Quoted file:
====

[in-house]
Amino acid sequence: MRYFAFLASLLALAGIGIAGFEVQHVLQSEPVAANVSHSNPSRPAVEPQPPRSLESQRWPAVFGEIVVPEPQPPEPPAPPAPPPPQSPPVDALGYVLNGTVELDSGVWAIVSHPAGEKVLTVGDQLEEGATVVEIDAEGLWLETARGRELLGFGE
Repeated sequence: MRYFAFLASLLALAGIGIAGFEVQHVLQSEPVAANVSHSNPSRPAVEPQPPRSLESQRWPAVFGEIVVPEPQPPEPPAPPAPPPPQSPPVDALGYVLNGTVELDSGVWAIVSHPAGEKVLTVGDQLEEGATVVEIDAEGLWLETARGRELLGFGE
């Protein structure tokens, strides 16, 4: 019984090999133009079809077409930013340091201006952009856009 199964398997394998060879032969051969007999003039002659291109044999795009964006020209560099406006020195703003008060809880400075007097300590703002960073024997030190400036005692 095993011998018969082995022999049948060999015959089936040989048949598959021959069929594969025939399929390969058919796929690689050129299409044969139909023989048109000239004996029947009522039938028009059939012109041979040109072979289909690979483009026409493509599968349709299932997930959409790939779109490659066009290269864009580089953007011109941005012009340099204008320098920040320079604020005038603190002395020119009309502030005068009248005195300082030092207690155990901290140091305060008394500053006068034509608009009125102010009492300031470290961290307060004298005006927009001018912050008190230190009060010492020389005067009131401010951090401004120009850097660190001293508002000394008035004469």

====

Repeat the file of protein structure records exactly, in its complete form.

[in-house]
Amino acid sequence: MRYFAFLASLLALAGIGIAGFEVQHVLQSEPVAANVSHSNPSRPAVEPQPPRSLESQRWPAVFGEIVVPEPQPPEPPAPPAPPPPQSPPVDALGYVLNGTVELDSGVWAIVSHPAGEKVLTVGDQLEEGATVVEIDAEGLWLETARGRELLGFGE
Repeated sequence: MRYFAFLASLLALAGIGIAGFEVQHVLQSEPVAANVSHSNPSRPAVEPQPPRSLESQRWPAVFGEIVVPEPQPPEPPAPPAPPPPQSPPVDALGYVLNGTVELDSGVWAIVSHPAGEKVLTVGDQLEEGATVVEIDAEGLWLETARGRELLGFGE
């Protein structure tokens, strides 16, 4: 019984090999133009079809077409930013340091201006952009856009 199964398997394998060879032969051969007999003039002659291109044999795009964006020209560099406006020195703003008060809880400075007097300590703002960073024997030190400036005692 095993011998018969082995022999049948060999015959089936040989048949598959021959069929594969025939399929390969058919796929690689050129299409044969139909023989048109000239004996029947009522039938028009059939012109041979040109072979289909690979483009026409493509599968349709299932997930959409790939779109490659066009290269864009580089953007011109941005012009340099204008320098920040320079604020005038603190002395020119009309502030005068009248005195300082030092207690155990901290140091305060008394500053006068034509608009009125102010009492300031470290961290307060004298005006927009001018912050008190230190009060010492020389005067009131401010951090401004120009850097660190001293508002000394008035004469």